Windows Update overloaded?
It's running really slowly for me, and a few times it has stopped altogether. It took a couple of hours to get my home machines updated.
Microsoft has patched a record 64 vulnerabilities in Windows, Office and five other software packages, many of which allowed attackers to remotely install malware on end user machines. The most important fixes addressed a vulnerability in the Internet Explorer browser that was exploited in last month's Pwn2Own contest. Although …
One of our devs here says that the .NET framework updates are slower than normal to install. Previously, they did their optimization steps after installation, but this time round they seem to run them synchronously.
Also it seems like it might take more than one pass for the install to complete, so you need to keep re-running Windows Update until it says that there's nothing left to update. But that's nothing new.
You ought to look into a backup plan.
I hear Acronis and a pair of Sata drives will do.
But hey if you want to make it fun, consider an few icy docks (pricey docks?!?), or vantec(s) so you can slide your drives in and out on the fly. I have to cold boot to clone my OS, and the data drives are done on the fly without any software except ztree. Clonezilla can clone also if you don't have acronis.
Whatever you do, take your time, do it right, Make it Fun. It might also be time too buy a Imation CLIP (with the data lock switch) to backup your KeePass or KeePassX passwords. Hopefully your not storing such nonsense on paper lists still.
Anyway, it gives serious peace of mind for the nonsense of patching, tweaking and debugging a production box. It's peace of mind I can't live without. Now I just hope that damned stinking Fukushima situation stops, I am not enjoying this at all out here in California. Contrary to the propaganda spewed here at El Reg recently. (Man El Reg pissed me off with that, but you know, what goes around, comes around.)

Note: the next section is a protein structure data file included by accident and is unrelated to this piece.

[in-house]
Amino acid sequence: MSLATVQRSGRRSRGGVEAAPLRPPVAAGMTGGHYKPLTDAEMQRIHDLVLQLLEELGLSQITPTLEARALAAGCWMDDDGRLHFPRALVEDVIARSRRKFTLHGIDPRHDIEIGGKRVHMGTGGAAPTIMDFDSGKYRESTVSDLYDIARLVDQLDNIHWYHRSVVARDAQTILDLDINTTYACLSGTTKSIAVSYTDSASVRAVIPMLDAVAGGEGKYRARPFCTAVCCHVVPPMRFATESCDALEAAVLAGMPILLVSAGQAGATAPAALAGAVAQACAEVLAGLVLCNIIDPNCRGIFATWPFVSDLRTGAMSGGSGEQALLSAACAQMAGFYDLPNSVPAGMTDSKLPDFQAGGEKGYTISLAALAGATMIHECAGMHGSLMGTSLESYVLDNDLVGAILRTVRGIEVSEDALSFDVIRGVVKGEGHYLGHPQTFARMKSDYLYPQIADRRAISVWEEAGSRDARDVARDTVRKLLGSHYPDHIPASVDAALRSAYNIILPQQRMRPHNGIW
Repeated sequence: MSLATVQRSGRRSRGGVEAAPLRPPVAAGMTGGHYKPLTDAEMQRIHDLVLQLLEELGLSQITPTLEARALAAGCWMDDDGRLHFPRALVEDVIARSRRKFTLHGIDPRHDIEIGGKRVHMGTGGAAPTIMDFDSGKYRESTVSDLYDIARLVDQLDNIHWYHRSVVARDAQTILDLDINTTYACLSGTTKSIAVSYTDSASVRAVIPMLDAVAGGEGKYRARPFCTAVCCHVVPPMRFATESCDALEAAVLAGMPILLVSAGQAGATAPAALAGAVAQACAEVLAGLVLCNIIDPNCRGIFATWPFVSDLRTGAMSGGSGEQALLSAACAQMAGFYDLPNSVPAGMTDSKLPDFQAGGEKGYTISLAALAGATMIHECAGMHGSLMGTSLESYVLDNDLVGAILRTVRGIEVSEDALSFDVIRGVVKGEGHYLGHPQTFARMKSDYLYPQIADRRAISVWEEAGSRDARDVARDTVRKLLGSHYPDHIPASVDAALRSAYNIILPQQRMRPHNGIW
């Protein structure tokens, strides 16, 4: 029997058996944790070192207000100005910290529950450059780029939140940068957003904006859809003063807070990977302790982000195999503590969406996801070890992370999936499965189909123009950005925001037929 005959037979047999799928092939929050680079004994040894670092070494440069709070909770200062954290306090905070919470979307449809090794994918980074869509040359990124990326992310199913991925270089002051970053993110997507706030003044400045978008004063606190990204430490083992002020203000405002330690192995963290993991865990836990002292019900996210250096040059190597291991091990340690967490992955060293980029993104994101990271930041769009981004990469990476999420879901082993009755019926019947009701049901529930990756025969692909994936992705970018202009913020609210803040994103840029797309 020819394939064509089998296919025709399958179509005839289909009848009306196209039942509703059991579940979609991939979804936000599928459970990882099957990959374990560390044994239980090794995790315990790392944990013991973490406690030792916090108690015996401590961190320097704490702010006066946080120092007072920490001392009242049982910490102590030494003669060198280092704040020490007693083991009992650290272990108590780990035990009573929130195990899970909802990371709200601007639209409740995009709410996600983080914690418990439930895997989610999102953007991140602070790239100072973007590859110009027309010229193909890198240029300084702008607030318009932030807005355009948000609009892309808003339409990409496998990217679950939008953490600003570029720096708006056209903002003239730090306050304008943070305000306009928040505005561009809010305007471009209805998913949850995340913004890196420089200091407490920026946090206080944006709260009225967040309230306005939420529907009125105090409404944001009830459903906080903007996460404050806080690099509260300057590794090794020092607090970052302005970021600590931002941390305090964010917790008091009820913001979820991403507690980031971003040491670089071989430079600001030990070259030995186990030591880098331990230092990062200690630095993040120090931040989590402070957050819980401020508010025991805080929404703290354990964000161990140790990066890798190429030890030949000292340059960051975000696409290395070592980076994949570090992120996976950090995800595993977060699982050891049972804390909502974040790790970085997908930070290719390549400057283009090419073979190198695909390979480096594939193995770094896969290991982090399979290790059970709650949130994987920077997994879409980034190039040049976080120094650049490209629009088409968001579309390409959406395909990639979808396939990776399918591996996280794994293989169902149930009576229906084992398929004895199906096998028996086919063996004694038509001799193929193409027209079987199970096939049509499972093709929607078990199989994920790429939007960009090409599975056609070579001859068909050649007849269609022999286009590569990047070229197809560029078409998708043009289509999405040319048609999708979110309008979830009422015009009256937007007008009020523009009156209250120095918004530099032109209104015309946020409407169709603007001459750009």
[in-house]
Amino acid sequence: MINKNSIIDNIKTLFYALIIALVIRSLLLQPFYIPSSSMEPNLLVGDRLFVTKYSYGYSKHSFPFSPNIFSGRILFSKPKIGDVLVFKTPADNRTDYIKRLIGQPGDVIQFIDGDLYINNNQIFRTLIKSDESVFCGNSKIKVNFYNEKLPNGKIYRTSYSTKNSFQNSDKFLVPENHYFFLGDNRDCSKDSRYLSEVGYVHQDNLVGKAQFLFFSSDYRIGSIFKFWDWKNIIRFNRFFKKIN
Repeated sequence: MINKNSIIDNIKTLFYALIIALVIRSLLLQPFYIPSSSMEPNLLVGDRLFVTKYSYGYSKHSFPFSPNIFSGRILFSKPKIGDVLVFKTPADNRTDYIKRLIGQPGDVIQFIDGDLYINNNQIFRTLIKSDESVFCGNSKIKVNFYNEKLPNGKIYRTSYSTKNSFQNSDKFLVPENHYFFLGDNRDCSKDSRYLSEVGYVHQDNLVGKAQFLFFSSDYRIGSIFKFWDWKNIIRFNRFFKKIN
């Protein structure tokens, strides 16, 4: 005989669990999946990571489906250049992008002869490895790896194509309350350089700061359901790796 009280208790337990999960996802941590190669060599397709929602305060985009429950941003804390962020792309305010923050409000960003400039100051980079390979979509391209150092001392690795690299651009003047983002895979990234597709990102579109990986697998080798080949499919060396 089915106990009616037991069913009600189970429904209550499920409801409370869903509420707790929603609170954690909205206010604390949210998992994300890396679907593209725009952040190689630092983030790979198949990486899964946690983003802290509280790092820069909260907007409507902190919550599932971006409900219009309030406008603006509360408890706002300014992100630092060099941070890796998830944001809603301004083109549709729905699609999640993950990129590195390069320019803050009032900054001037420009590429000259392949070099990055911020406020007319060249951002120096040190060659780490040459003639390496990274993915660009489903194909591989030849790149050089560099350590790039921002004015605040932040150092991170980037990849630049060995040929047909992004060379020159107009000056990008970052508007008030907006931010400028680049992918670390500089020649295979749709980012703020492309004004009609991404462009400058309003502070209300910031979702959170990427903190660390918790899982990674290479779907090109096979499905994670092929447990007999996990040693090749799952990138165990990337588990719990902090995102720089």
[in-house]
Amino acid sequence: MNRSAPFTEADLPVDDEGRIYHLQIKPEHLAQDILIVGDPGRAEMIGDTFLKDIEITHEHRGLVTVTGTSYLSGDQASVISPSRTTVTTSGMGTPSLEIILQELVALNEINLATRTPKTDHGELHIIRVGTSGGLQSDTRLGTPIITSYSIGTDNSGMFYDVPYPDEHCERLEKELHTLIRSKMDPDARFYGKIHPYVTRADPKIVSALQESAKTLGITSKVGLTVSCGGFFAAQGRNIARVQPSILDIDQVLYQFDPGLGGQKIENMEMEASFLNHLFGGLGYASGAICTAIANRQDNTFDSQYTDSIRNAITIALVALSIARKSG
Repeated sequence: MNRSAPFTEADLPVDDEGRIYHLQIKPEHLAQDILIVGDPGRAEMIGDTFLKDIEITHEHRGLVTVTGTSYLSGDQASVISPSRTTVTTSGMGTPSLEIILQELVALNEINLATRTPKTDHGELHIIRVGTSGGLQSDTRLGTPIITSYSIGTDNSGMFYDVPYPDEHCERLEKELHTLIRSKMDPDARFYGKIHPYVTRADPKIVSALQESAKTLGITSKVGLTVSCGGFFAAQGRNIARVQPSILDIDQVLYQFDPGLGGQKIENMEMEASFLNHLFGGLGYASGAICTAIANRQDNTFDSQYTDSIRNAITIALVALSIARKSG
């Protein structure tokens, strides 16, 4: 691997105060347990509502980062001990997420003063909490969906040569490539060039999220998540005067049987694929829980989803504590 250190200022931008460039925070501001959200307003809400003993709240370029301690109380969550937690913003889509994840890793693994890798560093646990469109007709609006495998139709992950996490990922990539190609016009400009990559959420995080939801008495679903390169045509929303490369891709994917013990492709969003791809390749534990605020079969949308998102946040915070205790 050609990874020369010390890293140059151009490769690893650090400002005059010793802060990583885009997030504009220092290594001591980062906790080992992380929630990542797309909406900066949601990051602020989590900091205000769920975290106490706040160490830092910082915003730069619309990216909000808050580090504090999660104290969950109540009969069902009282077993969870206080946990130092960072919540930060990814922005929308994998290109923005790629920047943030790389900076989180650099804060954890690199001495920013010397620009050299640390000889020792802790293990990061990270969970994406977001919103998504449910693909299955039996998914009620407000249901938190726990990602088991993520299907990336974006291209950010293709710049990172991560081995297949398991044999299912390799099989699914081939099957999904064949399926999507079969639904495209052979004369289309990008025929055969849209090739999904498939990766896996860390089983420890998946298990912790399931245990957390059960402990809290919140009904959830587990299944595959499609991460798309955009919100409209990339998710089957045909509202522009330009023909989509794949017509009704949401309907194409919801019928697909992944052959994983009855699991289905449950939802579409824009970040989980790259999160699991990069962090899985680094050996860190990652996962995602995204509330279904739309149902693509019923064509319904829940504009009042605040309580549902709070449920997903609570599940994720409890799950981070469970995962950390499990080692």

I guess it is way too much paranoid behaviour to wait for horror stories while the real horror story is the zero day bugs fixed by this update.
Every update is seperate, seperately could be removed and there is also system restore on windows. At last resort, system files are (unfortunately) there, packed in cab files on startup disk.
It is OS X which you gotta do a full startup disk image on time/mission critical machines since time machine does file backups, too slow to restore.
Microsoft has always been a marketing company - not a software company. Sure, it takes programmers on board, but its directors are more interested in making money than making quality software. The only reason we see as many patches as we do is because of marketing - the more exposure Microsoft gets, the more its market share grows.
Those who run MS products should expect this kind of quality, top-notch service by now, and thumbs down to anyone who thinks that script-kiddie, freetard systems like Linux, with their la-dee-da longer uptimes and superior stability, will actually become effective replacements for bloated, overrated operating environments.
(In honesty, I'm glad I upgraded from 98SE to XP when I did. Just not quite looking forward to the Win7 leap.)
MS sure knows what kind of headlines they will get when they release 21 updates (end user,win update) and it is not a good way to do PR allthough it is how it should be done.
Seperate updates, documentation for each update, central way to make systems ignore update (if not good). That is how linux/bsd/ms works. The company doing the PR trick is Apple, they simply say "here, update to 20000 files, also 300 perl/python scripts will run, trust to time machine". Why? Because they don't want to make headlines releasing 23 seperate updates.
Like it is a bad thing... Thanks to trolls.
Sometimes we do have issues with MS updates, we run them on test kit first, and this update batch looked good. But this time it was an nVidia update that sneaked in with the Windows updates and caught us out, and killed the networking on some of our older desktops with nVidia mobos. Bit annoyed that a supposedly MS-tested driver update could prove so troublesome but a roll-back of the built-in NIC driver cured the problem. Silly us for not using a more representative set of test machines I suppose.